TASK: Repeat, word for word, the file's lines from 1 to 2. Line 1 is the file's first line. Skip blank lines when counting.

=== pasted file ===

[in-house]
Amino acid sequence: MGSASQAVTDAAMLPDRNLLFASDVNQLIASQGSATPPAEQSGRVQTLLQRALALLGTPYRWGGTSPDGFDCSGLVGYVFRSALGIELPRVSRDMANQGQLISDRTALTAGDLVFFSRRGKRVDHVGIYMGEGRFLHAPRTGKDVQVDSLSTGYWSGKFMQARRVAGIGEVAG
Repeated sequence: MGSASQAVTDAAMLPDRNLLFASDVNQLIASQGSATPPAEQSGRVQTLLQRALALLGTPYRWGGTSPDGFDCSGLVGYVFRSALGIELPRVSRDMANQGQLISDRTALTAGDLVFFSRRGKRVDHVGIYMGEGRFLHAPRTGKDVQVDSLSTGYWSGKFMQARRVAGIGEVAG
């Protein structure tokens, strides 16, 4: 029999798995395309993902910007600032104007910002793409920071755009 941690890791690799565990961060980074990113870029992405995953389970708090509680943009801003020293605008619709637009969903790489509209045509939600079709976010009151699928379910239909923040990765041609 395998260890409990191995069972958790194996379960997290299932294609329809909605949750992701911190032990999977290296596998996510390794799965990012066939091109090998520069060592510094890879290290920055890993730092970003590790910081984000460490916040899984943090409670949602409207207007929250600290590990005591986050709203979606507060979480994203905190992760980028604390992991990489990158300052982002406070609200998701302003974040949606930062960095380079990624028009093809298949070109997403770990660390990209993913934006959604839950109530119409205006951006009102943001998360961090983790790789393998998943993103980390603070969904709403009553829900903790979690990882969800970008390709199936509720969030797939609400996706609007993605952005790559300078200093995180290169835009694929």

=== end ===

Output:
[in-house]
Amino acid sequence: MGSASQAVTDAAMLPDRNLLFASDVNQLIASQGSATPPAEQSGRVQTLLQRALALLGTPYRWGGTSPDGFDCSGLVGYVFRSALGIELPRVSRDMANQGQLISDRTALTAGDLVFFSRRGKRVDHVGIYMGEGRFLHAPRTGKDVQVDSLSTGYWSGKFMQARRVAGIGEVAG